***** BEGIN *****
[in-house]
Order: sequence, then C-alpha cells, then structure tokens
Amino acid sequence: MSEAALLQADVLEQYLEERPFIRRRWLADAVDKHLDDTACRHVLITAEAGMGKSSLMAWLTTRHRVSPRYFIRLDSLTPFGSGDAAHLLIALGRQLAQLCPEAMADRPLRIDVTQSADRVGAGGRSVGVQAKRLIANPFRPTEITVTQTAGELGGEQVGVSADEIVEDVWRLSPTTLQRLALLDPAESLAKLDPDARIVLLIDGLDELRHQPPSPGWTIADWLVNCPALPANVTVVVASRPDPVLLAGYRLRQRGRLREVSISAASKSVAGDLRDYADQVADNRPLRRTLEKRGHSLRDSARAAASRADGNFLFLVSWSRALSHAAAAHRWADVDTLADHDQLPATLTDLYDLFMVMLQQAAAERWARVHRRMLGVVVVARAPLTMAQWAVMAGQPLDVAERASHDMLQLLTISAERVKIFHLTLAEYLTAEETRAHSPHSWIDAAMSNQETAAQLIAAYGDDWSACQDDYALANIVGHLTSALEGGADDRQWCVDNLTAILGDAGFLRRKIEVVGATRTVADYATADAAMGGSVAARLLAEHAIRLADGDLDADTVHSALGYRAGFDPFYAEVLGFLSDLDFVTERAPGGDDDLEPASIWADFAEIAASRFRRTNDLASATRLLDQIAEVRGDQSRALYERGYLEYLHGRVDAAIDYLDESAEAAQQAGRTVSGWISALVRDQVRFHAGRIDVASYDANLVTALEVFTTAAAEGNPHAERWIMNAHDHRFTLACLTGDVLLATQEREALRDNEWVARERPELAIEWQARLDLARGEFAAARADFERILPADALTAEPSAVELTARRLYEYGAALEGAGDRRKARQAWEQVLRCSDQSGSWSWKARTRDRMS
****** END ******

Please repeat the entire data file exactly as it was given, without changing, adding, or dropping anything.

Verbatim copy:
[in-house]
Order: sequence, then C-alpha cells, then structure tokens
Amino acid sequence: MSEAALLQADVLEQYLEERPFIRRRWLADAVDKHLDDTACRHVLITAEAGMGKSSLMAWLTTRHRVSPRYFIRLDSLTPFGSGDAAHLLIALGRQLAQLCPEAMADRPLRIDVTQSADRVGAGGRSVGVQAKRLIANPFRPTEITVTQTAGELGGEQVGVSADEIVEDVWRLSPTTLQRLALLDPAESLAKLDPDARIVLLIDGLDELRHQPPSPGWTIADWLVNCPALPANVTVVVASRPDPVLLAGYRLRQRGRLREVSISAASKSVAGDLRDYADQVADNRPLRRTLEKRGHSLRDSARAAASRADGNFLFLVSWSRALSHAAAAHRWADVDTLADHDQLPATLTDLYDLFMVMLQQAAAERWARVHRRMLGVVVVARAPLTMAQWAVMAGQPLDVAERASHDMLQLLTISAERVKIFHLTLAEYLTAEETRAHSPHSWIDAAMSNQETAAQLIAAYGDDWSACQDDYALANIVGHLTSALEGGADDRQWCVDNLTAILGDAGFLRRKIEVVGATRTVADYATADAAMGGSVAARLLAEHAIRLADGDLDADTVHSALGYRAGFDPFYAEVLGFLSDLDFVTERAPGGDDDLEPASIWADFAEIAASRFRRTNDLASATRLLDQIAEVRGDQSRALYERGYLEYLHGRVDAAIDYLDESAEAAQQAGRTVSGWISALVRDQVRFHAGRIDVASYDANLVTALEVFTTAAAEGNPHAERWIMNAHDHRFTLACLTGDVLLATQEREALRDNEWVARERPELAIEWQARLDLARGEFAAARADFERILPADALTAEPSAVELTARRLYEYGAALEGAGDRRKARQAWEQVLRCSDQSGSWSWKARTRDRMS